• Tina S Beier

Ten Low (Book Review)

by Stark Holborn

Science Fiction, 2021

5 / 5 Stars


I received this as an ARC from NetGalley in exchange for a fair review.


Ten Low is an adrenaline rush! It is a quick-paced, exciting, and fun adult sci-fi with a western flair that kept me engaged the entire time. I loved it.


What’s it about? Ten Low is an ex-army medic who lives on a desolate, barren moon called Factus. She is wracked with guilt over her part in a recent interstellar war (humans vs humans). One night she pulls a young girl from a ship crash, only to discover she is a decorated Army General, from the opposing side of the war to Ten. That’s all I’ll say, as the less you know going in the more fun it is.


I was so invested in the characters. Ten is complex without being melodramatic, with a dualism to her that was realistic and understandable. She is driven but questioning, and tough yet vulnerable. She was easy to identify with and her motives made sense. I also adored the other character, the General. The blurb makes it seem like she’s a teenager, but in truth, she’s a child, which was even better. Snarky teenagers with chips on their shoulders are less interesting than child soldiers with tragic backstories. And because she’s a child, her actions and remarks turn from irritating to almost endearing, as you know it’s self-preservation and not just … puberty.


The other minor characters, Falso, her G’hals, and Silas were very likable, quite awesome really, and the villains were few but worthy of the title. I must say, I enjoyed the female-driven cast quite a bit. It’s very diverse in terms of LGBTQ+ representation and these aspects were normalized and not forced.


What I particularly loved about this novel is the gradual exposition of the setting and world-building. I’m so glad this is a trend now in sci-fi because one thing I hate is an info-dump. This novel drops you in media res and forces you to learn as you go as if you were a new arrival to the moon Factus yourself. The setting itself is very fun - it has a real Firefly-like setting, very Western in the sense of small towns struggling to survive in the dust. It also reminded me of the game Borderlands a bit, with the various raider-like gangs and overlords. The fight scenes are more reminiscent of Mad Max Fury Road, as they are a lot of fun and I was never bored. While I am listing comparable media, Ten Low doesn’t feel like parsed-together pieces of other things - it is its own story and setting and characters.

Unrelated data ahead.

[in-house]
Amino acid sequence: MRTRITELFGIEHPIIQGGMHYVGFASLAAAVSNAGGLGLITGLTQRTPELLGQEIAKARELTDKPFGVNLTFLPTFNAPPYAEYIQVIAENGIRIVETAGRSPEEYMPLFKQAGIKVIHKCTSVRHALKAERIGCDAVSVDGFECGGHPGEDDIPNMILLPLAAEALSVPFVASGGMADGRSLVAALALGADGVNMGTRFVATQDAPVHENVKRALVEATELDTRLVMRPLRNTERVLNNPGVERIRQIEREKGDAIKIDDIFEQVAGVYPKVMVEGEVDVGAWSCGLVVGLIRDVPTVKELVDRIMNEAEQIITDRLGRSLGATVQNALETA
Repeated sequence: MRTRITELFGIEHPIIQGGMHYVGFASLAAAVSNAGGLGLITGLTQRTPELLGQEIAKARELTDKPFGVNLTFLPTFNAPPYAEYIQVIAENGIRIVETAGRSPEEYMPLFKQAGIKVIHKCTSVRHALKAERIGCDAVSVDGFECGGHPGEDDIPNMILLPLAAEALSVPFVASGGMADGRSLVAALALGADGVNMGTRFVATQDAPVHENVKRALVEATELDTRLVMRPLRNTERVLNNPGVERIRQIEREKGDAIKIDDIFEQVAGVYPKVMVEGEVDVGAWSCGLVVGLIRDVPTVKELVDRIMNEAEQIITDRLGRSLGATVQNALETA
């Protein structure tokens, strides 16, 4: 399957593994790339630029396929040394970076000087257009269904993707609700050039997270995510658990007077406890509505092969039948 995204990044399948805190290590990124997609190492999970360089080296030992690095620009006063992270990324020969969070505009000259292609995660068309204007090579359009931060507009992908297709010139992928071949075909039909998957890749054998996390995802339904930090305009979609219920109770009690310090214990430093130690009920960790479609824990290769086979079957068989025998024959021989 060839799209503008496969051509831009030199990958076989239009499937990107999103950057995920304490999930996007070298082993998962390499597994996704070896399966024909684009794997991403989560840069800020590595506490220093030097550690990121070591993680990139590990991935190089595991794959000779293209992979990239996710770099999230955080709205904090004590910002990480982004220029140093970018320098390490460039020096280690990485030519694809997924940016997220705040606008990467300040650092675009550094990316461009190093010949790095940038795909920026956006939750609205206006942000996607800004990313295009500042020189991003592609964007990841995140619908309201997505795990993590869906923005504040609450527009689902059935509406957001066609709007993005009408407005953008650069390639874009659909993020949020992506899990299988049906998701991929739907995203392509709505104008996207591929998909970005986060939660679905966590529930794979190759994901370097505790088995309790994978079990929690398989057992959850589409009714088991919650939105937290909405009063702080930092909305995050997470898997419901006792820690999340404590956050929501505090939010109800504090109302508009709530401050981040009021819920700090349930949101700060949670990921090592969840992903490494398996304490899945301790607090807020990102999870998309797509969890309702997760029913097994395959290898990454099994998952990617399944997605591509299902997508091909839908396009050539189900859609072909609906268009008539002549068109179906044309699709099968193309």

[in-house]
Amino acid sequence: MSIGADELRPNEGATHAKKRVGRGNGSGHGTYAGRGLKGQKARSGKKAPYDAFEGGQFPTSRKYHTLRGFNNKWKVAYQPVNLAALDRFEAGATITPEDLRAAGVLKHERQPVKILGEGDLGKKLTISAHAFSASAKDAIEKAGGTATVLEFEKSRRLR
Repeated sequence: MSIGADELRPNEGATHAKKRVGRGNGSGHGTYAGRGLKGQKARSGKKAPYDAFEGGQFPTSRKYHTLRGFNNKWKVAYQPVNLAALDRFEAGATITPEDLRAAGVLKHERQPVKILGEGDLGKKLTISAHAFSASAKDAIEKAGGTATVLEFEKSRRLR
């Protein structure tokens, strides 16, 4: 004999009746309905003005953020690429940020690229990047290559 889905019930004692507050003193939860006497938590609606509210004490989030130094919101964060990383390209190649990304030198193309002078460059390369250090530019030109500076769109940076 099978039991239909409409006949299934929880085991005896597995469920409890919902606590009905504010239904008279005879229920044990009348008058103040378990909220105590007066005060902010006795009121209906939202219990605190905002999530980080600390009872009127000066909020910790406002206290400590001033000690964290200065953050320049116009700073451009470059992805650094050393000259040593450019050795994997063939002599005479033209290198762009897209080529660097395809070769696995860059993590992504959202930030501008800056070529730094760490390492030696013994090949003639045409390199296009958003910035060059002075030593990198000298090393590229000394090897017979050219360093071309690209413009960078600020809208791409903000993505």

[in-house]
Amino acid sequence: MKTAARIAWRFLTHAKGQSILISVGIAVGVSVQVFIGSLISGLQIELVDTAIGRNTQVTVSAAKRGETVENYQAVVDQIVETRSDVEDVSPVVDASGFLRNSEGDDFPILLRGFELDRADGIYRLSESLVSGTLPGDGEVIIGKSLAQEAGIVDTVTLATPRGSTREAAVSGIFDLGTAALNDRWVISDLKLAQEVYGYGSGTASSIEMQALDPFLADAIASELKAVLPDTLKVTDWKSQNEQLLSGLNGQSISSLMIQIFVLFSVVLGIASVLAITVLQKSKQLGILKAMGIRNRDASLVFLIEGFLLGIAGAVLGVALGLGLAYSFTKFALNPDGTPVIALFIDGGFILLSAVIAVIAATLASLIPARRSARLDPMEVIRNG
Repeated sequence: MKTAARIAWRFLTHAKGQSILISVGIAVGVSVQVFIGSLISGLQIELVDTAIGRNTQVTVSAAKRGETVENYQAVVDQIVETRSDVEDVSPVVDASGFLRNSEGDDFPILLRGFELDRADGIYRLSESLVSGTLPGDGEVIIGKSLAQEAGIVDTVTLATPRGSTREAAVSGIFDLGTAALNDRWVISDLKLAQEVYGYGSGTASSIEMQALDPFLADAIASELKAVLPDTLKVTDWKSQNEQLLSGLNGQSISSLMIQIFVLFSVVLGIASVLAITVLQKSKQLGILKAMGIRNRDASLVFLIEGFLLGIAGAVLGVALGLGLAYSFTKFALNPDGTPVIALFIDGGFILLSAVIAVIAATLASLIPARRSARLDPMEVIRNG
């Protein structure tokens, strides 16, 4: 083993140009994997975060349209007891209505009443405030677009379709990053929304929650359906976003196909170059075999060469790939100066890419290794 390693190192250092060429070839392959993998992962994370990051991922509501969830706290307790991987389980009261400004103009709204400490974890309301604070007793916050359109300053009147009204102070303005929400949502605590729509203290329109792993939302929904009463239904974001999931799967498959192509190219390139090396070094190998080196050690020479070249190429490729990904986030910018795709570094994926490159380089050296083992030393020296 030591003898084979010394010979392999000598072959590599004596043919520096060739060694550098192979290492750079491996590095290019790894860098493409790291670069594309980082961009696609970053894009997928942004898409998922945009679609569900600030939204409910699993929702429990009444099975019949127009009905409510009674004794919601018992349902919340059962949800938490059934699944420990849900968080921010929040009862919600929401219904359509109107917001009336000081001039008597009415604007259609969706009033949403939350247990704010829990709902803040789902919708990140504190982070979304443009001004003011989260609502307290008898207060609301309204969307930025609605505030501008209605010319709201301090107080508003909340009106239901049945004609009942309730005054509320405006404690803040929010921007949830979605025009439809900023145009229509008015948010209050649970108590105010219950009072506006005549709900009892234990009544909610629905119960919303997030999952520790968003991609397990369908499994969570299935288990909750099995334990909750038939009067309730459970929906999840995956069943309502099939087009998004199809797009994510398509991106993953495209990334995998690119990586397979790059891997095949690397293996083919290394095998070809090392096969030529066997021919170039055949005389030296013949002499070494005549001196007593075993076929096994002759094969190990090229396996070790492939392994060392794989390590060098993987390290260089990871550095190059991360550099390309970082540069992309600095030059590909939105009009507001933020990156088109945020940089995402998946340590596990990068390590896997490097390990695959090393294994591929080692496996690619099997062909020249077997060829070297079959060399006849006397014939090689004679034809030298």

The plot is one conflict after another, but the story doesn’t feel rushed. The novel provides the characters with a few moments of downtime, which helps to broaden their personalities and dynamics. This allows for small bits of humour, usually with the General, and it served to build their relationship. The mystery around Ten is both what you expect but also not, which was a nice twist.

The writing is also as lovely as it is visceral.



Overall, the novel is a raw, exciting ride that deals with how far a person will go to redeem their conscience if that’s even possible.


I recommend it to anyone who loves gritty sci-fi, especially those fond of the game Borderlands and the show Firefly.


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